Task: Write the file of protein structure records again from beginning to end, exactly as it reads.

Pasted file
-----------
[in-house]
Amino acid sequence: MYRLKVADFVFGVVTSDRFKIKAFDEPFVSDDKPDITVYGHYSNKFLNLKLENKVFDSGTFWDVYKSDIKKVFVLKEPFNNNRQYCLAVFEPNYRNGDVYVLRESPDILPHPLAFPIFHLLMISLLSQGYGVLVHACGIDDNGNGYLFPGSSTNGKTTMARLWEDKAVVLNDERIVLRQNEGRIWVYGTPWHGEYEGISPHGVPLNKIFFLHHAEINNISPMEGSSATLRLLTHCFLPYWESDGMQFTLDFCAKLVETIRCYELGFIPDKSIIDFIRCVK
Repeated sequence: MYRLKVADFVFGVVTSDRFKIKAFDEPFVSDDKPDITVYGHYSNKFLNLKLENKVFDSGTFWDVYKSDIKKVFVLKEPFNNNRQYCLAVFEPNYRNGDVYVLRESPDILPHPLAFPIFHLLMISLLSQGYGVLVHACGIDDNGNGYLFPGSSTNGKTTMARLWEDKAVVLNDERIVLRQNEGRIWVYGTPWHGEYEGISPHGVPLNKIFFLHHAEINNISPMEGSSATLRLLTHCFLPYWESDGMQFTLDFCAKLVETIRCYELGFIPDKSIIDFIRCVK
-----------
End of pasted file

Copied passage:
[in-house]
Amino acid sequence: MYRLKVADFVFGVVTSDRFKIKAFDEPFVSDDKPDITVYGHYSNKFLNLKLENKVFDSGTFWDVYKSDIKKVFVLKEPFNNNRQYCLAVFEPNYRNGDVYVLRESPDILPHPLAFPIFHLLMISLLSQGYGVLVHACGIDDNGNGYLFPGSSTNGKTTMARLWEDKAVVLNDERIVLRQNEGRIWVYGTPWHGEYEGISPHGVPLNKIFFLHHAEINNISPMEGSSATLRLLTHCFLPYWESDGMQFTLDFCAKLVETIRCYELGFIPDKSIIDFIRCVK
Repeated sequence: MYRLKVADFVFGVVTSDRFKIKAFDEPFVSDDKPDITVYGHYSNKFLNLKLENKVFDSGTFWDVYKSDIKKVFVLKEPFNNNRQYCLAVFEPNYRNGDVYVLRESPDILPHPLAFPIFHLLMISLLSQGYGVLVHACGIDDNGNGYLFPGSSTNGKTTMARLWEDKAVVLNDERIVLRQNEGRIWVYGTPWHGEYEGISPHGVPLNKIFFLHHAEINNISPMEGSSATLRLLTHCFLPYWESDGMQFTLDFCAKLVETIRCYELGFIPDKSIIDFIRCVK